Likewise. But I never go other days either. I don't feel any closer to my deceased relatives standing over their graves, perhaps less.Delete
Me too. Until a few weeks ago I was grateful that my presence had not, for over two years, been required at a wake, church funeral or a graveside sendoff. I was, however, given an intimation of mortality last summer when my older brother deeded me two cemetery plots in Racine, our home town. The paperwork sealing the transaction arrived from the "Memorial Park" along with a somewhat unsubtle sales pitch ("Vaults 20 percent off. But only if you act before 1 October.")for the necessaries to make the things habitable. After I had bitten, an enthusiastic young sales lady called and asked about my choice of uplifting words to go under our names on the bronze grave markers. None of her suggestions appealed, so we decided on no words but a picture of a dove. I had contemplated suggesting "All things considered,I'd just as soon be in Philadelphia," but bit the old tongue on grounds that this evocation of W.C. Fields would be lost on a person of her generation and might, quite possibly, even offend.Delete
I had an Email from her the other day saying the plaques had been installed, they looked "just great," and wouldn't we like to come by and give them a viewing.
Not on your life.
Reminds me of the story I heard on NPR several years ago about a moneymaking scheme concocted during the 30s in which a smart fellow collaborated with a County Recorder in Michigan. The smart fellow bought a few hundred acres of woodland, sent deeds for parcels of that land to those he thought might have a few bucks to spend, and then split the ensuing $5.00 recording fee with the Recorder. No free lunches; no free land either.Delete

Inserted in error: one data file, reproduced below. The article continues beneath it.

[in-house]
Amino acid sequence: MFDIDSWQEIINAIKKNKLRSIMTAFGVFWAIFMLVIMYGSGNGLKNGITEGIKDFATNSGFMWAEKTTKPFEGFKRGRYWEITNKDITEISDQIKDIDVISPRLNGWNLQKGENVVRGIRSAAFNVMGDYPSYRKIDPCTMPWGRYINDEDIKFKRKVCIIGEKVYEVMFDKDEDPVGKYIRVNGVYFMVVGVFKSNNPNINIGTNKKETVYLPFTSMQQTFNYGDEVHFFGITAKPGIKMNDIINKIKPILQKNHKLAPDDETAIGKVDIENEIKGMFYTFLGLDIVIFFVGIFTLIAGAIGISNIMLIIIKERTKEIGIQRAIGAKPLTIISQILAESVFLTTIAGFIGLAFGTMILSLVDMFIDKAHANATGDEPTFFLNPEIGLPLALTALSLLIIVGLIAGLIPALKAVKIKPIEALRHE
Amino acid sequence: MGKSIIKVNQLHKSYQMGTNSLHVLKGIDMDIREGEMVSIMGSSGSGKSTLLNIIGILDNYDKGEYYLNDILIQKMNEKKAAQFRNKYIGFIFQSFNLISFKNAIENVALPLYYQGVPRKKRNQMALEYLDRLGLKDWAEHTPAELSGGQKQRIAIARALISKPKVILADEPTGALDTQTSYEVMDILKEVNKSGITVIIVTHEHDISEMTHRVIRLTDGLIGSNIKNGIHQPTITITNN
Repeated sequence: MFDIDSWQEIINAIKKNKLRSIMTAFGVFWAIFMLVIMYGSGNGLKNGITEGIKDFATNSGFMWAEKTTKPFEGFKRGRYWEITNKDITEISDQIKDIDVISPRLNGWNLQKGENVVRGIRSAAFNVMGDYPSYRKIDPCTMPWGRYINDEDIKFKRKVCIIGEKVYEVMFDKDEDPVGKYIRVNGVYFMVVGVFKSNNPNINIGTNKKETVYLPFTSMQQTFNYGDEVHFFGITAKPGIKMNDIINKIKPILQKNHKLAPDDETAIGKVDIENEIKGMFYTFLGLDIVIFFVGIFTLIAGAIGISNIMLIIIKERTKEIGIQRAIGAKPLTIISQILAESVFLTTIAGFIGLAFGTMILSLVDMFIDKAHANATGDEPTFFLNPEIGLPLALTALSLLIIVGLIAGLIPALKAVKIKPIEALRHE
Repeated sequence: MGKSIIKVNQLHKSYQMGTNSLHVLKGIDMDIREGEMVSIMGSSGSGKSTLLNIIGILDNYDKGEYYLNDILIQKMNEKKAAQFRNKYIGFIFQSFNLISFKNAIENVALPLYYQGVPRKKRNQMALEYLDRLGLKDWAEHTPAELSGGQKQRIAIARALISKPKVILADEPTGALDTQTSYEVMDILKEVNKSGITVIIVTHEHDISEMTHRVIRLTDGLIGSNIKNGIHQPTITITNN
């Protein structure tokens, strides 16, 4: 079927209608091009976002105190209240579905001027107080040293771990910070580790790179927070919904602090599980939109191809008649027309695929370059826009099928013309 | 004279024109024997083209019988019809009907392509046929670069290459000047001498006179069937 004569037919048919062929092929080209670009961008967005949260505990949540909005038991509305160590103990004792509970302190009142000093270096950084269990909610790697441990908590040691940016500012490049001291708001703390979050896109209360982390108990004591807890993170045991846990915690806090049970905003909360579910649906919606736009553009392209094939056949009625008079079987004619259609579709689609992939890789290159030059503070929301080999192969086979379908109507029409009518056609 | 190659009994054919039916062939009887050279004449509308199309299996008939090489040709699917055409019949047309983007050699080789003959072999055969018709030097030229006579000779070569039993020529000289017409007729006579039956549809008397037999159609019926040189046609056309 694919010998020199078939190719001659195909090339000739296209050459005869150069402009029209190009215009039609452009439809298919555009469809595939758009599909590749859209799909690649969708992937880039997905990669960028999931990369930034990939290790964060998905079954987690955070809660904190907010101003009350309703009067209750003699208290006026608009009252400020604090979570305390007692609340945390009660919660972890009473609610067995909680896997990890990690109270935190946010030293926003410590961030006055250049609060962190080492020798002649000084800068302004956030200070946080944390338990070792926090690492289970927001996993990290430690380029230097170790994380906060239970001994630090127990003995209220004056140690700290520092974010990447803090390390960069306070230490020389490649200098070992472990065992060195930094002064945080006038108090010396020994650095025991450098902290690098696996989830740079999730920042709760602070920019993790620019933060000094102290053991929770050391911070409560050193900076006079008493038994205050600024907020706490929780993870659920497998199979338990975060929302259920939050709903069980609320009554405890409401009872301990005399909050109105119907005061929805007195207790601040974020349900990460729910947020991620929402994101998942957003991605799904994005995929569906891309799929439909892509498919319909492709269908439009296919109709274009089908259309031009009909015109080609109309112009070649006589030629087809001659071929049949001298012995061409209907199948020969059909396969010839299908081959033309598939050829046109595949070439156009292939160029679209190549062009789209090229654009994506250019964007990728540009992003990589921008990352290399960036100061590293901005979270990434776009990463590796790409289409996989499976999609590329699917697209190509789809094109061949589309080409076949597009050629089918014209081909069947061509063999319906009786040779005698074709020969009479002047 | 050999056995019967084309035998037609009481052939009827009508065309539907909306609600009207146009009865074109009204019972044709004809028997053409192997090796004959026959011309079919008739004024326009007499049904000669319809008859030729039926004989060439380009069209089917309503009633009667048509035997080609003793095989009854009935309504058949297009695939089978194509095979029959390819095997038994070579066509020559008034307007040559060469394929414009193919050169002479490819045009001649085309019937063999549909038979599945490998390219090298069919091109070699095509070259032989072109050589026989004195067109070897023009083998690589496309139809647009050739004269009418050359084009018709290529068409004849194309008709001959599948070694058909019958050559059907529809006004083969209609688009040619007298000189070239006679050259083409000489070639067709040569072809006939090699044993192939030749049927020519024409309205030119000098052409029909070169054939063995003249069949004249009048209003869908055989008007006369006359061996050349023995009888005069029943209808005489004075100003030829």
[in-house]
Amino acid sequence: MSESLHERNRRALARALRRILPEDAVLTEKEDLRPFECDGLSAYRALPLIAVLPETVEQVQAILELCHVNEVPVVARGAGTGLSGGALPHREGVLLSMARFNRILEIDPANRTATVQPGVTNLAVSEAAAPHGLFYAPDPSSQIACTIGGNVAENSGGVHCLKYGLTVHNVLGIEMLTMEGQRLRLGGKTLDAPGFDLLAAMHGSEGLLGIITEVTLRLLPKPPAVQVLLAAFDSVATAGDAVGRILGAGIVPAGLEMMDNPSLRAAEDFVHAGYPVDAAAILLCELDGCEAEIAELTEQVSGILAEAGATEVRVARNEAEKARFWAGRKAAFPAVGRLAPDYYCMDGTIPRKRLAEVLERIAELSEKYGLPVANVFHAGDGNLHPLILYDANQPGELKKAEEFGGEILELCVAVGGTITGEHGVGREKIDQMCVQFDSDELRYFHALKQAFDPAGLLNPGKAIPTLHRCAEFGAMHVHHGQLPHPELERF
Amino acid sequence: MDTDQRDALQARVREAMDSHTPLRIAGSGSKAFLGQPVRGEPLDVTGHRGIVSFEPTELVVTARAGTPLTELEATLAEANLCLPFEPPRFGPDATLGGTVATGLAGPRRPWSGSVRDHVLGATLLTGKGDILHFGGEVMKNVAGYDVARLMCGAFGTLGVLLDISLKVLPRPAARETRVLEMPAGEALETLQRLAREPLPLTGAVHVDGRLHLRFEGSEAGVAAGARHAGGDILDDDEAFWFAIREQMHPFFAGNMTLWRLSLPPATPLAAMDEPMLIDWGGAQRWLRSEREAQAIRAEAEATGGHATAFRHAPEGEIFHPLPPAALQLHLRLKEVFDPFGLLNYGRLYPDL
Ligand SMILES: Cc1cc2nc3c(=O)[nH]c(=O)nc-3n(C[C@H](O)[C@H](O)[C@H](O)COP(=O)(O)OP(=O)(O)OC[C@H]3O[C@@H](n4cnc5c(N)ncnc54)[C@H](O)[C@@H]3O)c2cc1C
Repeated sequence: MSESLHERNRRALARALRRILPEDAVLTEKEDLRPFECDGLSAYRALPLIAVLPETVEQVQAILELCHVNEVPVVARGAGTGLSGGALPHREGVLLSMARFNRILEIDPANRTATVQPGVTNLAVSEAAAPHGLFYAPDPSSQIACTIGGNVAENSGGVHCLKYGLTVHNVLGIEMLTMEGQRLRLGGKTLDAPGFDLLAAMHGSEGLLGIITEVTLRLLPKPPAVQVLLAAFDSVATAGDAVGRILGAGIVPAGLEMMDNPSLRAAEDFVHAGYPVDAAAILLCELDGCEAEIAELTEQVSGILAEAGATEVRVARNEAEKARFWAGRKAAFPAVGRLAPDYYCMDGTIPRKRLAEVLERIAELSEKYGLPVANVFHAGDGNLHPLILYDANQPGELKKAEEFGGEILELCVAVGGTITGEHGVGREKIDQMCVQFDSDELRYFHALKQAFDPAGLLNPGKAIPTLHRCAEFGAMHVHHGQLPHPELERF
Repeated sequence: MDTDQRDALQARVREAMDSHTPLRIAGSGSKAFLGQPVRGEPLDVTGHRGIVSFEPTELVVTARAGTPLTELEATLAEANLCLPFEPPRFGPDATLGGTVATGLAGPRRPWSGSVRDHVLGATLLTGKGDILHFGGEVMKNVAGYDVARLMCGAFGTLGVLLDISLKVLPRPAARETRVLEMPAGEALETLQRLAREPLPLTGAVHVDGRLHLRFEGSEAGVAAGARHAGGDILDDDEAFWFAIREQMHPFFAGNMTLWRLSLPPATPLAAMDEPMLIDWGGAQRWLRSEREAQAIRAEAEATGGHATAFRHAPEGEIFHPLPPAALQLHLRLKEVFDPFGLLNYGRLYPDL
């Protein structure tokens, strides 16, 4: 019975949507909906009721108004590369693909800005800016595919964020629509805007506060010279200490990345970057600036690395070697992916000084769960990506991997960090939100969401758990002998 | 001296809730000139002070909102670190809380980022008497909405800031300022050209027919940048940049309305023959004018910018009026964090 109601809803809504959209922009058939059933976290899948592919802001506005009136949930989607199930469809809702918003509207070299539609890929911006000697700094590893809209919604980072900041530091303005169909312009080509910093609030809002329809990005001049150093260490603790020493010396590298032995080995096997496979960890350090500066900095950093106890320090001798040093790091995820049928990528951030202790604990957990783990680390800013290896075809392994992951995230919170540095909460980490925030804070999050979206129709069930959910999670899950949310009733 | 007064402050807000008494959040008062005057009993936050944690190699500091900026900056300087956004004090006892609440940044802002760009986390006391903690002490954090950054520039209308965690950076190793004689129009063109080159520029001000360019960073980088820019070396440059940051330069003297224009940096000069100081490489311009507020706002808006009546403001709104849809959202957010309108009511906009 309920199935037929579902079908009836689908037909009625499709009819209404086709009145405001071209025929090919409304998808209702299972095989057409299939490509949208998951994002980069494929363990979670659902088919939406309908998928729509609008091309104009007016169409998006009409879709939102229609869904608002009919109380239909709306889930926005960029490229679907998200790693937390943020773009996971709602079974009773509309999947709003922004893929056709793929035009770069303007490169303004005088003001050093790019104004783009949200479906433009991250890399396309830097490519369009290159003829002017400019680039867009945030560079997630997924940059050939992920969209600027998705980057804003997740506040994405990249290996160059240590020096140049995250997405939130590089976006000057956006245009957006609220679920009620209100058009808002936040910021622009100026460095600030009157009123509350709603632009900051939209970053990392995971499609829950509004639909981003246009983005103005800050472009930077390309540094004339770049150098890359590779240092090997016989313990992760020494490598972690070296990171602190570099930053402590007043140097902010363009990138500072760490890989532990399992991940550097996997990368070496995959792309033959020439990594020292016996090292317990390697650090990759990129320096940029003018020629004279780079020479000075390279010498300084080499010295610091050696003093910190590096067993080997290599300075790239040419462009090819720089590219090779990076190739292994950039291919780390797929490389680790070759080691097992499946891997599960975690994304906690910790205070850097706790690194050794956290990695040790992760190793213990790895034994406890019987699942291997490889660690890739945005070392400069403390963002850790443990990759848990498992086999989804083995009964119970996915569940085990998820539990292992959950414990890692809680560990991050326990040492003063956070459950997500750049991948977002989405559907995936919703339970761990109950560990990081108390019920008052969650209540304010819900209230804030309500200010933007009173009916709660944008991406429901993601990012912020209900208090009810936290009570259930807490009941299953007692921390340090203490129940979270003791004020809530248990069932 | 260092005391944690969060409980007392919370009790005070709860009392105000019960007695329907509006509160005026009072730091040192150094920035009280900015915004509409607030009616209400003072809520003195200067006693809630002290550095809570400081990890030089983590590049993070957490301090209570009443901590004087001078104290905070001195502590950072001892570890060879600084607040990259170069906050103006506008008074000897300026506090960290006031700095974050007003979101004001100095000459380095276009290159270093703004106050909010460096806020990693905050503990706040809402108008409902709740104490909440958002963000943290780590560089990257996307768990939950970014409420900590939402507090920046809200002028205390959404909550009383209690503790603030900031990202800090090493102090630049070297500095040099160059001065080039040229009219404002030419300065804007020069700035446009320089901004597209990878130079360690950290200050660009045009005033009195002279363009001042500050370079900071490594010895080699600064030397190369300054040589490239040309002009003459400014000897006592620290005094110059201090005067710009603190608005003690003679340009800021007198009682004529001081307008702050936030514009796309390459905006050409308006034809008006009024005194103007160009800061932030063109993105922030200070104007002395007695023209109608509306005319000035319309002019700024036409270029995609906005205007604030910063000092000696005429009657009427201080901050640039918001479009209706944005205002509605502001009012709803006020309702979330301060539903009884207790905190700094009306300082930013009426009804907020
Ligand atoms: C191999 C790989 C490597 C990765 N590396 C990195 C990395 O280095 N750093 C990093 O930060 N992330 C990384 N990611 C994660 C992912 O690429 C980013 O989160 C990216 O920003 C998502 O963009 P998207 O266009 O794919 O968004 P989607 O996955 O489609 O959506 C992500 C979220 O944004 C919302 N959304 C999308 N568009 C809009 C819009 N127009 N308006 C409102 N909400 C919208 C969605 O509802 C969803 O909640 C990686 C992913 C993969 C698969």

I go often to see my late wife as well as my parents and other relatives. I find peace when I go there. I go at least a few times a month. Sometimes when walking back to my car I look at the stones and dates and wonder what kind of neat events they saw in their lives. My sis doesn't like going but me - like I said I feel very peaceful when I am there.Delete
Love doesn't end with death, though I prefer to remember my late husband with happy memories of this day spent together, not an act of continued mourning.Delete
Very poingnant and a bit sad, with the baby.ReplyDelete
Yes, not the best day for me. My wife passed away 3 years ago. My mother died on a Valentines day. Then you got the St Valentines day massacre. Not a good day for them. I'm just going to get nice bottle of Champagne, stay home tonight and toast to my sweetie. Going to stay in and try to stay away from places where there might be couples. Couple's per se do not make me sad but just not today.ReplyDelete
Hadn't seen this before; excellent journalism combined with poignant insight.ReplyDelete
In Queen Elizabeth's unforgettable words, "Grief is the price we pay for love.”ReplyDelete
No matter how hard it is, it is a price that is worth paying.